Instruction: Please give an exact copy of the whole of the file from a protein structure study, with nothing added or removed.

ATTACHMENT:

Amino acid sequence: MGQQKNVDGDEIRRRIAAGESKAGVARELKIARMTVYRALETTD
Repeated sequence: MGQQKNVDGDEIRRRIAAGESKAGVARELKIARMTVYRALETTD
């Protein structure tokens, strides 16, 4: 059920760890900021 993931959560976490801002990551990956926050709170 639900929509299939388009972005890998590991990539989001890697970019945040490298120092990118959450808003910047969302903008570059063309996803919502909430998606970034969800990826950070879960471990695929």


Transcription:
Amino acid sequence: MGQQKNVDGDEIRRRIAAGESKAGVARELKIARMTVYRALETTD
Repeated sequence: MGQQKNVDGDEIRRRIAAGESKAGVARELKIARMTVYRALETTD
């Protein structure tokens, strides 16, 4: 059920760890900021 993931959560976490801002990551990956926050709170 639900929509299939388009972005890998590991990539989001890697970019945040490298120092990118959450808003910047969302903008570059063309996803919502909430998606970034969800990826950070879960471990695929």